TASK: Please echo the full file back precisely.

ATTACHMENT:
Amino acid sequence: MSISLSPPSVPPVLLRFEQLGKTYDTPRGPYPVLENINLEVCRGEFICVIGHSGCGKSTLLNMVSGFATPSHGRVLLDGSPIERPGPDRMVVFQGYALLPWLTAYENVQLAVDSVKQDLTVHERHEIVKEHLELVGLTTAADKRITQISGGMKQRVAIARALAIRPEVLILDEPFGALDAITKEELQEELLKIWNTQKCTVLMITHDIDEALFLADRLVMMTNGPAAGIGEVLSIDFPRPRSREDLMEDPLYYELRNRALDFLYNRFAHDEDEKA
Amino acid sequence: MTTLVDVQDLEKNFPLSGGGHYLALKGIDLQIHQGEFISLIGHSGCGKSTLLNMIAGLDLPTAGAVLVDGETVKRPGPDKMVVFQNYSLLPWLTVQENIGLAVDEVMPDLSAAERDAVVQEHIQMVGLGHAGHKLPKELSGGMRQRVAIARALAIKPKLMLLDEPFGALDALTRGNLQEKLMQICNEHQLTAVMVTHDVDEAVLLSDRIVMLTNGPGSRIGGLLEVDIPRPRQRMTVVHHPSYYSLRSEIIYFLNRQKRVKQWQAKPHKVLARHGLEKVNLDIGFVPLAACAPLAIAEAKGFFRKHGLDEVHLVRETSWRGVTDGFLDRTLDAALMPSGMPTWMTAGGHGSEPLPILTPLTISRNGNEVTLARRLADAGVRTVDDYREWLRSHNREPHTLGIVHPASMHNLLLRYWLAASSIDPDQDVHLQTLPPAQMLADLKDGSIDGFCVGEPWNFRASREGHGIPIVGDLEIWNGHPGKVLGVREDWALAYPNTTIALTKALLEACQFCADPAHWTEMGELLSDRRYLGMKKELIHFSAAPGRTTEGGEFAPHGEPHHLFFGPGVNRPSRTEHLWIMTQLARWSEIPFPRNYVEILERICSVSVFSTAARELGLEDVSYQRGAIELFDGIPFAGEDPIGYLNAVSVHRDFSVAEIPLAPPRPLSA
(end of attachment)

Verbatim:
Amino acid sequence: MSISLSPPSVPPVLLRFEQLGKTYDTPRGPYPVLENINLEVCRGEFICVIGHSGCGKSTLLNMVSGFATPSHGRVLLDGSPIERPGPDRMVVFQGYALLPWLTAYENVQLAVDSVKQDLTVHERHEIVKEHLELVGLTTAADKRITQISGGMKQRVAIARALAIRPEVLILDEPFGALDAITKEELQEELLKIWNTQKCTVLMITHDIDEALFLADRLVMMTNGPAAGIGEVLSIDFPRPRSREDLMEDPLYYELRNRALDFLYNRFAHDEDEKA
Amino acid sequence: MTTLVDVQDLEKNFPLSGGGHYLALKGIDLQIHQGEFISLIGHSGCGKSTLLNMIAGLDLPTAGAVLVDGETVKRPGPDKMVVFQNYSLLPWLTVQENIGLAVDEVMPDLSAAERDAVVQEHIQMVGLGHAGHKLPKELSGGMRQRVAIARALAIKPKLMLLDEPFGALDALTRGNLQEKLMQICNEHQLTAVMVTHDVDEAVLLSDRIVMLTNGPGSRIGGLLEVDIPRPRQRMTVVHHPSYYSLRSEIIYFLNRQKRVKQWQAKPHKVLARHGLEKVNLDIGFVPLAACAPLAIAEAKGFFRKHGLDEVHLVRETSWRGVTDGFLDRTLDAALMPSGMPTWMTAGGHGSEPLPILTPLTISRNGNEVTLARRLADAGVRTVDDYREWLRSHNREPHTLGIVHPASMHNLLLRYWLAASSIDPDQDVHLQTLPPAQMLADLKDGSIDGFCVGEPWNFRASREGHGIPIVGDLEIWNGHPGKVLGVREDWALAYPNTTIALTKALLEACQFCADPAHWTEMGELLSDRRYLGMKKELIHFSAAPGRTTEGGEFAPHGEPHHLFFGPGVNRPSRTEHLWIMTQLARWSEIPFPRNYVEILERICSVSVFSTAARELGLEDVSYQRGAIELFDGIPFAGEDPIGYLNAVSVHRDFSVAEIPLAPPRPLSA